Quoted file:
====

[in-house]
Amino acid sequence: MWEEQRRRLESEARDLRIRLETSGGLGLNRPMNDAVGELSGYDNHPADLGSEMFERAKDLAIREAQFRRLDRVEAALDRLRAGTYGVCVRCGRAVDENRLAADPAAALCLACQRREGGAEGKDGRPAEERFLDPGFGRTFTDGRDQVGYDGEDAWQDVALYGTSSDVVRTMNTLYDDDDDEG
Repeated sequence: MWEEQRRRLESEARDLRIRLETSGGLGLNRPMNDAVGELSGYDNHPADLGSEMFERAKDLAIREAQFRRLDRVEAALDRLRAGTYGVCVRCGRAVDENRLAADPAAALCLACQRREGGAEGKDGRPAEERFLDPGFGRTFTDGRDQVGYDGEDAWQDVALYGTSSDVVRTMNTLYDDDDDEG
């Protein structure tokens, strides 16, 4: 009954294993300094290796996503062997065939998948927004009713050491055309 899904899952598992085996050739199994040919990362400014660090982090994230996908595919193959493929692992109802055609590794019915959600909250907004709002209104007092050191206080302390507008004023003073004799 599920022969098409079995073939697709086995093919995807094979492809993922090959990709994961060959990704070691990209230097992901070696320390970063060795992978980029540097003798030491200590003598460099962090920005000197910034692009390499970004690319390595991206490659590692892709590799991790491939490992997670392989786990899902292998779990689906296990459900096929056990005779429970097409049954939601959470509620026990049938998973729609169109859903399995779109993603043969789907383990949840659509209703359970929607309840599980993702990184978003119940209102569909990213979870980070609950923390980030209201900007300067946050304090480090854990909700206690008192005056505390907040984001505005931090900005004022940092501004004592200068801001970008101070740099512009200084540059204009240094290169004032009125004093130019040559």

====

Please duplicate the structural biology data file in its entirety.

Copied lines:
[in-house]
Amino acid sequence: MWEEQRRRLESEARDLRIRLETSGGLGLNRPMNDAVGELSGYDNHPADLGSEMFERAKDLAIREAQFRRLDRVEAALDRLRAGTYGVCVRCGRAVDENRLAADPAAALCLACQRREGGAEGKDGRPAEERFLDPGFGRTFTDGRDQVGYDGEDAWQDVALYGTSSDVVRTMNTLYDDDDDEG
Repeated sequence: MWEEQRRRLESEARDLRIRLETSGGLGLNRPMNDAVGELSGYDNHPADLGSEMFERAKDLAIREAQFRRLDRVEAALDRLRAGTYGVCVRCGRAVDENRLAADPAAALCLACQRREGGAEGKDGRPAEERFLDPGFGRTFTDGRDQVGYDGEDAWQDVALYGTSSDVVRTMNTLYDDDDDEG
């Protein structure tokens, strides 16, 4: 009954294993300094290796996503062997065939998948927004009713050491055309 899904899952598992085996050739199994040919990362400014660090982090994230996908595919193959493929692992109802055609590794019915959600909250907004709002209104007092050191206080302390507008004023003073004799 599920022969098409079995073939697709086995093919995807094979492809993922090959990709994961060959990704070691990209230097992901070696320390970063060795992978980029540097003798030491200590003598460099962090920005000197910034692009390499970004690319390595991206490659590692892709590799991790491939490992997670392989786990899902292998779990689906296990459900096929056990005779429970097409049954939601959470509620026990049938998973729609169109859903399995779109993603043969789907383990949840659509209703359970929607309840599980993702990184978003119940209102569909990213979870980070609950923390980030209201900007300067946050304090480090854990909700206690008192005056505390907040984001505005931090900005004022940092501004004592200068801001970008101070740099512009200084540059204009240094290169004032009125004093130019040559």